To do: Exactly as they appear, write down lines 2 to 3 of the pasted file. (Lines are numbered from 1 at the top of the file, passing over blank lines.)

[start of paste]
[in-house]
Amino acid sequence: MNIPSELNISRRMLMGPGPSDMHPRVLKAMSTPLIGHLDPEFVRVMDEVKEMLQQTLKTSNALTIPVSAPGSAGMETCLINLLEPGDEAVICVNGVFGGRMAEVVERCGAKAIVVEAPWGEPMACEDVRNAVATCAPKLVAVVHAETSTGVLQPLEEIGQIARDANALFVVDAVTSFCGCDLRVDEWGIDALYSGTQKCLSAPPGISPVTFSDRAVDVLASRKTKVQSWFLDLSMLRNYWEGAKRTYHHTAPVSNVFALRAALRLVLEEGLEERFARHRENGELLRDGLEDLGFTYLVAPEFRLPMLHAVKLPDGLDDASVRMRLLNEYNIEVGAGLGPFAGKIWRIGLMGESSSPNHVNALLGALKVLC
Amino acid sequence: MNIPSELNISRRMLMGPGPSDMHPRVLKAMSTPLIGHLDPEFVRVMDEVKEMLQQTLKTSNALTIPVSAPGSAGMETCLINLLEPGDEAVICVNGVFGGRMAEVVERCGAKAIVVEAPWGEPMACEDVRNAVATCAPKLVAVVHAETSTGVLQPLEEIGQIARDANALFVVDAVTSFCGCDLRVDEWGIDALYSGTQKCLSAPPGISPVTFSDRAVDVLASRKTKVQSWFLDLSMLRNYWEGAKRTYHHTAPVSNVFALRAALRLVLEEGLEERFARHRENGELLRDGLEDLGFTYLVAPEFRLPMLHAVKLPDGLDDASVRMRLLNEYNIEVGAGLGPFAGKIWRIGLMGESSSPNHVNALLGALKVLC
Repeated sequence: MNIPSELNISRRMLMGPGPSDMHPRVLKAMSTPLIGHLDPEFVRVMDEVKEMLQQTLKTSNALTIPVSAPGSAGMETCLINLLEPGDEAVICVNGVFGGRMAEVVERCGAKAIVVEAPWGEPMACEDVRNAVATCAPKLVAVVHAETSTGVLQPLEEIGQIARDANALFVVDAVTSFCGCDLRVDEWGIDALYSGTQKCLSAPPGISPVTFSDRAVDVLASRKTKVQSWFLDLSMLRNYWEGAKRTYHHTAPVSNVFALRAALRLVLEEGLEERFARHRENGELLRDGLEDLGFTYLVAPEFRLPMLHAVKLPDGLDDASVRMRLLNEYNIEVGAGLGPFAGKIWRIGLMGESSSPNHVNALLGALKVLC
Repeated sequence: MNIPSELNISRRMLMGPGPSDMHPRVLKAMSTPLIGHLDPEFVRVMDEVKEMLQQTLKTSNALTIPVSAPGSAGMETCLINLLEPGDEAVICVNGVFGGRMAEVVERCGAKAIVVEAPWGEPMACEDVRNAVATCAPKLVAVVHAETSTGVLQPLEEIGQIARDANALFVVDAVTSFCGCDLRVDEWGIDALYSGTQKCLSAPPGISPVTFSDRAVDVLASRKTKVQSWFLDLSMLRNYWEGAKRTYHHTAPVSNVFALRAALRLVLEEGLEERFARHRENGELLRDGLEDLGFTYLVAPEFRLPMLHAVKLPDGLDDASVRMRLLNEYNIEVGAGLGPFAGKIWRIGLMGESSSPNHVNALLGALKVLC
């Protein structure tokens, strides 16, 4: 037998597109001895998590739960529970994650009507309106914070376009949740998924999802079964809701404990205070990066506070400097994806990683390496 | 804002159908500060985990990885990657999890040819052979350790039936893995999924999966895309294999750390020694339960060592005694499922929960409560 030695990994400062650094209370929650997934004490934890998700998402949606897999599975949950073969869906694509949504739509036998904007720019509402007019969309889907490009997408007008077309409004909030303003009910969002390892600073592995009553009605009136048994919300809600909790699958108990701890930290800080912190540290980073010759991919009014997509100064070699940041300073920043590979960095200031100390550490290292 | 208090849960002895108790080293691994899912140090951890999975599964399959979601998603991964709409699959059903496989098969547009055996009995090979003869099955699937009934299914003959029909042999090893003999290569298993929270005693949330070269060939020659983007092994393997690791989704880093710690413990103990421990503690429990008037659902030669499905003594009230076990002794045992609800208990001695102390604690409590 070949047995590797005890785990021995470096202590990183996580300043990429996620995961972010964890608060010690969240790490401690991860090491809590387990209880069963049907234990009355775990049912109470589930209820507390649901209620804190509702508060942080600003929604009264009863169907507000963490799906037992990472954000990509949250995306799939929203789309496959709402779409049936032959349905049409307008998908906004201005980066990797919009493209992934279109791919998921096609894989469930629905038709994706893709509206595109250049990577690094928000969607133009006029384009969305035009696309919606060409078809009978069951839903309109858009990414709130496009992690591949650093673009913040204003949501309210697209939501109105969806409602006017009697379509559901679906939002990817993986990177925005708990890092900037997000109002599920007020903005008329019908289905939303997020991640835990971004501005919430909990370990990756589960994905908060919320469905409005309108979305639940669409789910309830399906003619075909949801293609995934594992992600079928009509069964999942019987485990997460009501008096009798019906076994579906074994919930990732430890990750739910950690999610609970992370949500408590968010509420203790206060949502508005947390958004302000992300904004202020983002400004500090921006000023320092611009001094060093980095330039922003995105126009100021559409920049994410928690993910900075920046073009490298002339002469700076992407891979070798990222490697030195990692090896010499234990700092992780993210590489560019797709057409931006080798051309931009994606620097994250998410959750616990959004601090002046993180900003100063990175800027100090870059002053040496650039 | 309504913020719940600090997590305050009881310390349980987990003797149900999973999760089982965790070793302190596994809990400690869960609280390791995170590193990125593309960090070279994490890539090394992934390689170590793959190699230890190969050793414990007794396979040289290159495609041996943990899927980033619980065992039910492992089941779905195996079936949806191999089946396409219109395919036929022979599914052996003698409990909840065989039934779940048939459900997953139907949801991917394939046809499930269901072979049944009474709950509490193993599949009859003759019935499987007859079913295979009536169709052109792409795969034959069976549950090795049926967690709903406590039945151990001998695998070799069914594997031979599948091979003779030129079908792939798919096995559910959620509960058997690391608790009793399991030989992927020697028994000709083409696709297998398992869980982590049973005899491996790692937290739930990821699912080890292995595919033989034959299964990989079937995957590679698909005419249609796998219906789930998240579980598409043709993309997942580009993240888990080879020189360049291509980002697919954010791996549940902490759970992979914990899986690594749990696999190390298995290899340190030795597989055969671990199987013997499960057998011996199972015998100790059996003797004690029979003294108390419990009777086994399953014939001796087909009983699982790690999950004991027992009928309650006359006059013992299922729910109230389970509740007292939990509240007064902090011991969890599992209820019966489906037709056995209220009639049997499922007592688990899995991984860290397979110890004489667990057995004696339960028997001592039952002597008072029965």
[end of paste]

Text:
Amino acid sequence: MNIPSELNISRRMLMGPGPSDMHPRVLKAMSTPLIGHLDPEFVRVMDEVKEMLQQTLKTSNALTIPVSAPGSAGMETCLINLLEPGDEAVICVNGVFGGRMAEVVERCGAKAIVVEAPWGEPMACEDVRNAVATCAPKLVAVVHAETSTGVLQPLEEIGQIARDANALFVVDAVTSFCGCDLRVDEWGIDALYSGTQKCLSAPPGISPVTFSDRAVDVLASRKTKVQSWFLDLSMLRNYWEGAKRTYHHTAPVSNVFALRAALRLVLEEGLEERFARHRENGELLRDGLEDLGFTYLVAPEFRLPMLHAVKLPDGLDDASVRMRLLNEYNIEVGAGLGPFAGKIWRIGLMGESSSPNHVNALLGALKVLC
Amino acid sequence: MNIPSELNISRRMLMGPGPSDMHPRVLKAMSTPLIGHLDPEFVRVMDEVKEMLQQTLKTSNALTIPVSAPGSAGMETCLINLLEPGDEAVICVNGVFGGRMAEVVERCGAKAIVVEAPWGEPMACEDVRNAVATCAPKLVAVVHAETSTGVLQPLEEIGQIARDANALFVVDAVTSFCGCDLRVDEWGIDALYSGTQKCLSAPPGISPVTFSDRAVDVLASRKTKVQSWFLDLSMLRNYWEGAKRTYHHTAPVSNVFALRAALRLVLEEGLEERFARHRENGELLRDGLEDLGFTYLVAPEFRLPMLHAVKLPDGLDDASVRMRLLNEYNIEVGAGLGPFAGKIWRIGLMGESSSPNHVNALLGALKVLC